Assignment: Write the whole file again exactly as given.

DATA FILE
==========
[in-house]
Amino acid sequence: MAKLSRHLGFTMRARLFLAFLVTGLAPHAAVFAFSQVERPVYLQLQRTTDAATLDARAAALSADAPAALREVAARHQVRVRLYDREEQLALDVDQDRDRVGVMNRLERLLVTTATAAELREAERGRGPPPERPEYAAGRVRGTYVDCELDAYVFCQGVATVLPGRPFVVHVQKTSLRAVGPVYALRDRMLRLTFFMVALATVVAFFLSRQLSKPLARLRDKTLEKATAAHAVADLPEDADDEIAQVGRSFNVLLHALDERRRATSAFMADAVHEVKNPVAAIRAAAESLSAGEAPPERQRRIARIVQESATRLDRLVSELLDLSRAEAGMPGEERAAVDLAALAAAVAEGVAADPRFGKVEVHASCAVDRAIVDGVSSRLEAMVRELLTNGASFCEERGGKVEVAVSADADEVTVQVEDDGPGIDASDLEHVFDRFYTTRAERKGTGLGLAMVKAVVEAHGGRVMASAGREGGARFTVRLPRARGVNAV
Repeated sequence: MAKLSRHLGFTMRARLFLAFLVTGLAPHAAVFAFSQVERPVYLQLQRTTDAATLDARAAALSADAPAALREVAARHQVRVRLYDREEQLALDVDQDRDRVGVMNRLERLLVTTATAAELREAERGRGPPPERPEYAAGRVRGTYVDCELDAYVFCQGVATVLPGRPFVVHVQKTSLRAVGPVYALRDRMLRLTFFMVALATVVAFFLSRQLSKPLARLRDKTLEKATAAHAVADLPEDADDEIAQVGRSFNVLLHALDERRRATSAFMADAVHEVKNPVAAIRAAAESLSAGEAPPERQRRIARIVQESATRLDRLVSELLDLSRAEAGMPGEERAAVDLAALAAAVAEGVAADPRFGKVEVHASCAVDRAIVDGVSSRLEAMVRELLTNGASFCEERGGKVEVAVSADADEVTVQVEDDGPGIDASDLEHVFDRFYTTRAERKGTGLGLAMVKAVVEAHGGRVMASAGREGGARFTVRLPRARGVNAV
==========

[in-house]
Amino acid sequence: MAKLSRHLGFTMRARLFLAFLVTGLAPHAAVFAFSQVERPVYLQLQRTTDAATLDARAAALSADAPAALREVAARHQVRVRLYDREEQLALDVDQDRDRVGVMNRLERLLVTTATAAELREAERGRGPPPERPEYAAGRVRGTYVDCELDAYVFCQGVATVLPGRPFVVHVQKTSLRAVGPVYALRDRMLRLTFFMVALATVVAFFLSRQLSKPLARLRDKTLEKATAAHAVADLPEDADDEIAQVGRSFNVLLHALDERRRATSAFMADAVHEVKNPVAAIRAAAESLSAGEAPPERQRRIARIVQESATRLDRLVSELLDLSRAEAGMPGEERAAVDLAALAAAVAEGVAADPRFGKVEVHASCAVDRAIVDGVSSRLEAMVRELLTNGASFCEERGGKVEVAVSADADEVTVQVEDDGPGIDASDLEHVFDRFYTTRAERKGTGLGLAMVKAVVEAHGGRVMASAGREGGARFTVRLPRARGVNAV
Repeated sequence: MAKLSRHLGFTMRARLFLAFLVTGLAPHAAVFAFSQVERPVYLQLQRTTDAATLDARAAALSADAPAALREVAARHQVRVRLYDREEQLALDVDQDRDRVGVMNRLERLLVTTATAAELREAERGRGPPPERPEYAAGRVRGTYVDCELDAYVFCQGVATVLPGRPFVVHVQKTSLRAVGPVYALRDRMLRLTFFMVALATVVAFFLSRQLSKPLARLRDKTLEKATAAHAVADLPEDADDEIAQVGRSFNVLLHALDERRRATSAFMADAVHEVKNPVAAIRAAAESLSAGEAPPERQRRIARIVQESATRLDRLVSELLDLSRAEAGMPGEERAAVDLAALAAAVAEGVAADPRFGKVEVHASCAVDRAIVDGVSSRLEAMVRELLTNGASFCEERGGKVEVAVSADADEVTVQVEDDGPGIDASDLEHVFDRFYTTRAERKGTGLGLAMVKAVVEAHGGRVMASAGREGGARFTVRLPRARGVNAV